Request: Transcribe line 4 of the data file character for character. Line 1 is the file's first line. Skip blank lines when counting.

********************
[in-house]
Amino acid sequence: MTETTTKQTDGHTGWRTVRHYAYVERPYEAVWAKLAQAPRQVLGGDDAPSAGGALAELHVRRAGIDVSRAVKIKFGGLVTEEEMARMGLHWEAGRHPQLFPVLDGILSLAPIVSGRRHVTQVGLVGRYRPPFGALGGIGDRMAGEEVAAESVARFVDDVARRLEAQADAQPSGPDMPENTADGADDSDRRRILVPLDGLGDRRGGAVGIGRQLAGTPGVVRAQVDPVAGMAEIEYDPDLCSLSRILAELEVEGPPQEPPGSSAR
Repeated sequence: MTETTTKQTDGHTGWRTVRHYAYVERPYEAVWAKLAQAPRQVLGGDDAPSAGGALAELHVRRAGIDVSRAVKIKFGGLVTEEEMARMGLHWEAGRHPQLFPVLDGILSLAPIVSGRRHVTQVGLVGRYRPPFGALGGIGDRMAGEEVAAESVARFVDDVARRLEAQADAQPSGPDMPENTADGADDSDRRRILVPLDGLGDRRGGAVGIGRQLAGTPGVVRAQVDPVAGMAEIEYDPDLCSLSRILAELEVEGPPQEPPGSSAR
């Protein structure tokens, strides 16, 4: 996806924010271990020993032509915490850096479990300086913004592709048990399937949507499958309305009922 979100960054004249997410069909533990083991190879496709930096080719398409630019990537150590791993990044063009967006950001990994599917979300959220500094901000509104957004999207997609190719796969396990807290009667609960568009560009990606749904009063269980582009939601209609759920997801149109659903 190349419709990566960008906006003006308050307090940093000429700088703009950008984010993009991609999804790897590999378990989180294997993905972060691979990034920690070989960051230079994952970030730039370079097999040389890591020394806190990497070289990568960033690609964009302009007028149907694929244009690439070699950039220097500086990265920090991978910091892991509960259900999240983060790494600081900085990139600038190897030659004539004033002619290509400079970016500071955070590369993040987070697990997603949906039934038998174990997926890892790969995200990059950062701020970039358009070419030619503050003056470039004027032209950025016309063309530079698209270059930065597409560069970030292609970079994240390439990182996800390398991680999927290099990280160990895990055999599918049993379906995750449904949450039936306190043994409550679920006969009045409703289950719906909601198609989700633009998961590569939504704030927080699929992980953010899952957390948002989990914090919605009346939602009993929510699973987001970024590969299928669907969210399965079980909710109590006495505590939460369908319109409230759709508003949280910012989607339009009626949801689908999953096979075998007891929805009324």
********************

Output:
């Protein structure tokens, strides 16, 4: 996806924010271990020993032509915490850096479990300086913004592709048990399937949507499958309305009922 979100960054004249997410069909533990083991190879496709930096080719398409630019990537150590791993990044063009967006950001990994599917979300959220500094901000509104957004999207997609190719796969396990807290009667609960568009560009990606749904009063269980582009939601209609759920997801149109659903 190349419709990566960008906006003006308050307090940093000429700088703009950008984010993009991609999804790897590999378990989180294997993905972060691979990034920690070989960051230079994952970030730039370079097999040389890591020394806190990497070289990568960033690609964009302009007028149907694929244009690439070699950039220097500086990265920090991978910091892991509960259900999240983060790494600081900085990139600038190897030659004539004033002619290509400079970016500071955070590369993040987070697990997603949906039934038998174990997926890892790969995200990059950062701020970039358009070419030619503050003056470039004027032209950025016309063309530079698209270059930065597409560069970030292609970079994240390439990182996800390398991680999927290099990280160990895990055999599918049993379906995750449904949450039936306190043994409550679920006969009045409703289950719906909601198609989700633009998961590569939504704030927080699929992980953010899952957390948002989990914090919605009346939602009993929510699973987001970024590969299928669907969210399965079980909710109590006495505590939460369908319109409230759709508003949280910012989607339009009626949801689908999953096979075998007891929805009324």